References: Ps. 23:4, Jn. 10
It is certainly nothing new for God’s people to struggle in life with difficulties, small and great. The normal concerns for life are many: we think of health, economic status, relationships, and many more. Throughout the history of the church, extraordinary concerns have also arisen. Disease and poverty have at times been quite severe. The church has even faced serious threat to its very existence through persecution, which pockets of believers still endure today.
History will yet determine just how our current difficulty will rate, compared to other challenges to life. But we have been and are being challenged in unprecedented ways. In such times, the concept of belonging to Jesus so beautifully and personally stated in the Heidelberg Catechism #1 becomes very precious and a great source of help.
We have discussed how we are not on our own. No matter how much you are asked to distance yourself, you are not on your own. This affects all of us in different ways. Certainly, medical people and civil authorities have their particular concerns. We pray for them and thank God for them. I am sure there will be much discussion and debate as to what their place should be.
It is important we remember, especially now, that the Lord is with all who belong to Him. He has enfolded you in His arms with a protective shield which cannot be penetrated. You need to know that.
In addition to the great, very comforting statement, I belong to Jesus Christ, which we examined previously, it’s helpful to study the further definition of Christ. The catechism, as our confession, leads the child of God to say, “He is my faithful Savior.”
It is those two words, faithful and Savior, that I want to consider with you today. Those are not difficult terms. Faithful means someone you can rely on; savior means someone who saves. Yet as we examine them under the light of Scripture, these words are filled with meaning and implications for life. I would say they are particularly meaningful as we struggle through the current pandemic.
Faithful in the effective work of salvation
When John the Baptist, while he was baptizing, saw Jesus coming, he pointed at Jesus and said, “Behold, the Lamb of God who takes away the sin of the world.” This is the identity of the Son of God who was sent by the Father. He came as the Savior, the one who would take away your sins. He is the one promised by God to Adam and Eve, when the hope of life was given to them. He is the fulfillment of God, taking the curse that fell when humanity failed to keep the requirement of the covenant, when God passed between the cut animal halves, as God made promise of a mediator to Abraham. He is the lamb of God provided when Abraham was told to sacrifice his son Isaac. Jesus Himself said in John 10:27-28 that He will provide eternal life.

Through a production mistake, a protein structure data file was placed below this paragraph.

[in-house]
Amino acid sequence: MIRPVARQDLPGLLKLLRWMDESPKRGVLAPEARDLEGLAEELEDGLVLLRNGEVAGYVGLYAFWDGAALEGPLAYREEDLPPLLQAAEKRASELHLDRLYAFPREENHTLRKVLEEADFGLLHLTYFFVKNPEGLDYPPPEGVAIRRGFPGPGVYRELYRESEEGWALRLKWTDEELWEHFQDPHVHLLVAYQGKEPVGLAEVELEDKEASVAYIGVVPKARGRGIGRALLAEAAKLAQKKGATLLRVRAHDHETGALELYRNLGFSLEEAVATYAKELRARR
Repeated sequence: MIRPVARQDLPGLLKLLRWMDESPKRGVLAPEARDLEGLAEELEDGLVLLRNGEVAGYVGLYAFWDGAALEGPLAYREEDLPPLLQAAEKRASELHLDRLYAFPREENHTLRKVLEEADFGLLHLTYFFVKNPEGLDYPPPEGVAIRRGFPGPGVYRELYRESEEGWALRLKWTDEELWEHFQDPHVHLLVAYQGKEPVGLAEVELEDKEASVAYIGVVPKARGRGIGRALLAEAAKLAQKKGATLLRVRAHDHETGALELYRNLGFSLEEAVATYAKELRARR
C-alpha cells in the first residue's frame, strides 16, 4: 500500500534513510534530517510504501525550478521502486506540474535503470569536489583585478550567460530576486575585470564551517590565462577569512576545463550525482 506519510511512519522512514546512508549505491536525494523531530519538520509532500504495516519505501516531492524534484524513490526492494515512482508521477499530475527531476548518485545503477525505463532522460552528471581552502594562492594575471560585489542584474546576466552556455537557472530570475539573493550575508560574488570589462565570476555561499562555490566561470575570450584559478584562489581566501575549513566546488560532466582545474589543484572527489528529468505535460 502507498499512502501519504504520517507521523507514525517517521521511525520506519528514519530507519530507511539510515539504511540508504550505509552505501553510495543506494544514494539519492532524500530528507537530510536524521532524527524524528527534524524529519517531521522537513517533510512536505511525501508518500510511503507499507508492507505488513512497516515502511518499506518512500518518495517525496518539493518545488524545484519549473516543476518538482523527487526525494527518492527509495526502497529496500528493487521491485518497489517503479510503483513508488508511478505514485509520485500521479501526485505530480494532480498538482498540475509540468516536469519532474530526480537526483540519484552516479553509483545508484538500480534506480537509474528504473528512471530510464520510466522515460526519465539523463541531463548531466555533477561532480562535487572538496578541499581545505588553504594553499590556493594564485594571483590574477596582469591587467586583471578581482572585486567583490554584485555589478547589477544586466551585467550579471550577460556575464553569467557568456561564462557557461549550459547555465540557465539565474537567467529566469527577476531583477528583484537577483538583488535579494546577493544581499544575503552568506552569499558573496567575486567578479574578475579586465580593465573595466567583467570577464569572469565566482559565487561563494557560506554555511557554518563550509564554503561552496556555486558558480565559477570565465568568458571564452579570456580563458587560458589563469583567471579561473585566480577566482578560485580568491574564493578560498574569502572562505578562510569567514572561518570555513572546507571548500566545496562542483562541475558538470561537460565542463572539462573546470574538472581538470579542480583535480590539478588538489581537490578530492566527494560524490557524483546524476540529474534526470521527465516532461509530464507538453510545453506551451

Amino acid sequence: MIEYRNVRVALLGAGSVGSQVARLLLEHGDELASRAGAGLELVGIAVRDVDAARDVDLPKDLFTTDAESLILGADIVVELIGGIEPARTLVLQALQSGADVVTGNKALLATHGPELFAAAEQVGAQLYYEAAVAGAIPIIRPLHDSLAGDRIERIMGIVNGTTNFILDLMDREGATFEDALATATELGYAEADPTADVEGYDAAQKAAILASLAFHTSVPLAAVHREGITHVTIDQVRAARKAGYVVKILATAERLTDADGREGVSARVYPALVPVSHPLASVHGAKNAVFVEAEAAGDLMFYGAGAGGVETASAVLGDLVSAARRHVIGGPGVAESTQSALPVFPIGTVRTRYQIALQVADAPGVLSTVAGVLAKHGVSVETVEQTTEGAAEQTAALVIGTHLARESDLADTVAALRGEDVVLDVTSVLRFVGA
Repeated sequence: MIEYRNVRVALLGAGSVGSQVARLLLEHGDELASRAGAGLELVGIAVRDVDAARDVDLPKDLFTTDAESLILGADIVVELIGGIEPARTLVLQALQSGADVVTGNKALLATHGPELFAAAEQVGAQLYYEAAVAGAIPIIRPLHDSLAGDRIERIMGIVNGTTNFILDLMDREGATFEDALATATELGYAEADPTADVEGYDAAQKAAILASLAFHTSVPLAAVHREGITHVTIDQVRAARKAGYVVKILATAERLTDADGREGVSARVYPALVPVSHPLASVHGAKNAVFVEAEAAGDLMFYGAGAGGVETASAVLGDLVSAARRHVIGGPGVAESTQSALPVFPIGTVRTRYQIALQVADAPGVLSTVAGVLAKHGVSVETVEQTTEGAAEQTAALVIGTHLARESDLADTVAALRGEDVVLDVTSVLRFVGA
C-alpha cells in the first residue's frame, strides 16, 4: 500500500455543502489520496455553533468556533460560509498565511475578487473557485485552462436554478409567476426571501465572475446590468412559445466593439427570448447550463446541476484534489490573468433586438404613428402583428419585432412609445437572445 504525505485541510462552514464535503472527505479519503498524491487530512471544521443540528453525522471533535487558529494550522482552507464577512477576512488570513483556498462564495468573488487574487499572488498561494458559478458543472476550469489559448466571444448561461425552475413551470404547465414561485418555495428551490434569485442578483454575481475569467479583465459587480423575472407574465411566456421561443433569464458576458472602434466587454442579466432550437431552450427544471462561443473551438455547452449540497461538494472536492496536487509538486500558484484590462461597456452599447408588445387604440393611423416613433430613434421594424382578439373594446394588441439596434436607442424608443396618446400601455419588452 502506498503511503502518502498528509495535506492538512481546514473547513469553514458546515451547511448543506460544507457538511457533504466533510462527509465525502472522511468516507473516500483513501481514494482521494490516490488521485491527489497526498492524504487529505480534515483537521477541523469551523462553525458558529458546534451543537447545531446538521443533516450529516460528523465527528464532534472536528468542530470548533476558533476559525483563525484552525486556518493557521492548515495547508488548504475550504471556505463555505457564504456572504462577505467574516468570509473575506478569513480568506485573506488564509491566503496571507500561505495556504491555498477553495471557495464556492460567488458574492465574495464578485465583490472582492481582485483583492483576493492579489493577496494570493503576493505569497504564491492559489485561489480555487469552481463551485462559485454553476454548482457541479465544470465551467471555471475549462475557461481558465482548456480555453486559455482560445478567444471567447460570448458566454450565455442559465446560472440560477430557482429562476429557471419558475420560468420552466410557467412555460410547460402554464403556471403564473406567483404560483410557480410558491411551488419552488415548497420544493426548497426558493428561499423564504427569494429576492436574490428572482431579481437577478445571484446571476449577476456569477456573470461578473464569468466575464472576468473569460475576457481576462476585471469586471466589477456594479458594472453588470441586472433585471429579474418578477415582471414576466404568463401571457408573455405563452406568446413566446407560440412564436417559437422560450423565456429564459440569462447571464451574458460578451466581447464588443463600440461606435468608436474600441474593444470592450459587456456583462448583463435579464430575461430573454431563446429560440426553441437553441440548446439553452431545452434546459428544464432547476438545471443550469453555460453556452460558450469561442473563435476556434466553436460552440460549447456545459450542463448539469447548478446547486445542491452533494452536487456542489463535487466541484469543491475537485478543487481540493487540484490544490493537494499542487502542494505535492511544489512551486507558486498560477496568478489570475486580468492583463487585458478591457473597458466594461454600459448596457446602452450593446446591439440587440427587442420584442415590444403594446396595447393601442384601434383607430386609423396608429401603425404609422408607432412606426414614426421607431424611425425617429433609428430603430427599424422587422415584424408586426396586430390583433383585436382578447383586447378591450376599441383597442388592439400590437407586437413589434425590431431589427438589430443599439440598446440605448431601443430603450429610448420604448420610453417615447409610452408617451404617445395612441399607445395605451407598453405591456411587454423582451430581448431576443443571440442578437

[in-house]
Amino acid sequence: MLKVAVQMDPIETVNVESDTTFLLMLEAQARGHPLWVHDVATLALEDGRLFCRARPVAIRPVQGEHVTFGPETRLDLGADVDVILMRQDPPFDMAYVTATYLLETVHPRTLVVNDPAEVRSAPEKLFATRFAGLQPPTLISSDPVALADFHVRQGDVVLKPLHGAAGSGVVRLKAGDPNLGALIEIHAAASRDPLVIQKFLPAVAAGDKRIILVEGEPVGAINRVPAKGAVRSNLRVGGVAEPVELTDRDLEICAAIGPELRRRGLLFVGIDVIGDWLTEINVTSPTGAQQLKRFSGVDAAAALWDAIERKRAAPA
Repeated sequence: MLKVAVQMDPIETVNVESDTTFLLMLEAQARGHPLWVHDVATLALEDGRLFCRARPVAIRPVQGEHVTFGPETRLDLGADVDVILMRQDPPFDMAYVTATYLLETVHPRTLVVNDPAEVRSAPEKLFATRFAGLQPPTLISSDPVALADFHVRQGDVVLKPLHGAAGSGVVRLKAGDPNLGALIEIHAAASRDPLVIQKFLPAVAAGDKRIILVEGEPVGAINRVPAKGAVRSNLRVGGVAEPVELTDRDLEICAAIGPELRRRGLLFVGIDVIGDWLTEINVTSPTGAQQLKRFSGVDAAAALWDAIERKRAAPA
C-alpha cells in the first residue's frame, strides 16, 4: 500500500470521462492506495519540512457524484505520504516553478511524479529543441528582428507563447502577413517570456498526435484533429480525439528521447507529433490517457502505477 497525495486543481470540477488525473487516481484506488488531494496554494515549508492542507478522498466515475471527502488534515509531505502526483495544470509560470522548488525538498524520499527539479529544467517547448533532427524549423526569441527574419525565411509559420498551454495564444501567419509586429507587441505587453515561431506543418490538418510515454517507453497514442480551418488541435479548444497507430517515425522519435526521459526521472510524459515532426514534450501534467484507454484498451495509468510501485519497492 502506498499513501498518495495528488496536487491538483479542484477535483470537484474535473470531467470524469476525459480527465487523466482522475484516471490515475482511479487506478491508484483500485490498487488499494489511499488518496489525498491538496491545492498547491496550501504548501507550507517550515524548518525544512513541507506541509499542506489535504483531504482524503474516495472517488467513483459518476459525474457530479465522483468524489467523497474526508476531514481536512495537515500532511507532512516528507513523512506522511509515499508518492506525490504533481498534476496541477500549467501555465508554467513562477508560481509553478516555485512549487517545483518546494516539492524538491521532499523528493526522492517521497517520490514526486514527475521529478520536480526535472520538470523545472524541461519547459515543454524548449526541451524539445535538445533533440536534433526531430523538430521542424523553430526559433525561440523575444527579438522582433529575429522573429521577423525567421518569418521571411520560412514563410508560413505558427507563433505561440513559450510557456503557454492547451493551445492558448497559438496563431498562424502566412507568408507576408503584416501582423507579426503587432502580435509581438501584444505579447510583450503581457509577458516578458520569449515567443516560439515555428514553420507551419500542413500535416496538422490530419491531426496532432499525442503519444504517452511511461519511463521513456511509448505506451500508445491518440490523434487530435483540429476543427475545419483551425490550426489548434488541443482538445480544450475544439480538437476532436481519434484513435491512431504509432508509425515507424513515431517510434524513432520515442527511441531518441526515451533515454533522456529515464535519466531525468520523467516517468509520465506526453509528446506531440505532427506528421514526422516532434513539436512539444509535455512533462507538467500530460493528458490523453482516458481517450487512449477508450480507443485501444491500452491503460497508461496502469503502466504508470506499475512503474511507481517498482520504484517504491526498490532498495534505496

That’s who He is. The Savior.
A Savior whose work of salvation is capable of truly saving
He is the Savior in that He is the one who pays for your sins. All of Scripture tells you about this Savior. We will only be able to consider Jesus and the faithful Savior from a few basic passages. First of all, three basic concepts related to salvation.
Jesus taught that He is the bread of life (John 6:47-51). The author of Hebrews specifically notes the blood shed by Jesus as the Lamb makes the reality of sin being taken care of. Christ is the remedy for sin (Heb. 10:19-22). Finally, the apostle Paul speaks of the certainty available to you of this salvation when he says in Rom 10:9, “If you confess with your mouth the Lord Jesus and believe in your heart that God has raised Him from the dead, you will be saved.”
Have you ever wondered when you reflected upon your life? Perhaps as you deal with a particular issue, and you come to doubt, you wonder, Did he cover even my sins? Was the blood of Christ sufficient to pay for even this great sin I’ve just committed?
Have you ever head someone say, in one way or another (I am sure we all have), when an individual says, “Well, this idea of belonging to Jesus, it’s too late for me. I lived a terrible life, I have cursed God continuously, and I have never darkened a church door, so there is no hope for me.”
Well, the aspect of the faithful Savior should be remembered here. When God promised a savior, when Christ is introduced as the lamb of God, when He said “I am the bread of life” — do you believe that? Is Jesus faithful to that reality?
You can count on that fact. It is certainly true. He is faithful to be the Savior, no matter how great the sin, no matter how deep the fall. He is faithful to cover every sin, and the covering provided by Him will satisfy the judgment of God. That is the promise of redemption. That is the good news.
When you are covered by the blood of Christ, you are covered by a faithful Savior.
A Savior whose work of salvation is effective
There is another crucial aspect of Christ’s faithfulness as Savior. Not only can you, with absolute certainty, count on His being capable of saving you, you can count on the fact that this salvation is a certainty for precisely everyone He came to save.
We read of it earlier in John 10:27ff. Jesus was not sent by God just to see what would happen. Jesus did not come and say, “Well, here is salvation; it’s easy and good,” and then sit by the wayside just to see what might happen. He came so that those who precisely were given to Him would be saved.
He is the faithful Savior because He is effective, to put it plainly. He is the faithful Savior because He gets the job done. He is faithful because His blood is sufficient and effective for His sheep.
Blog post content taken from a sermon series delivered by Dr. Maynard Koerner, President and Professor of Ministerial Studies at Heidelberg Theological Seminary.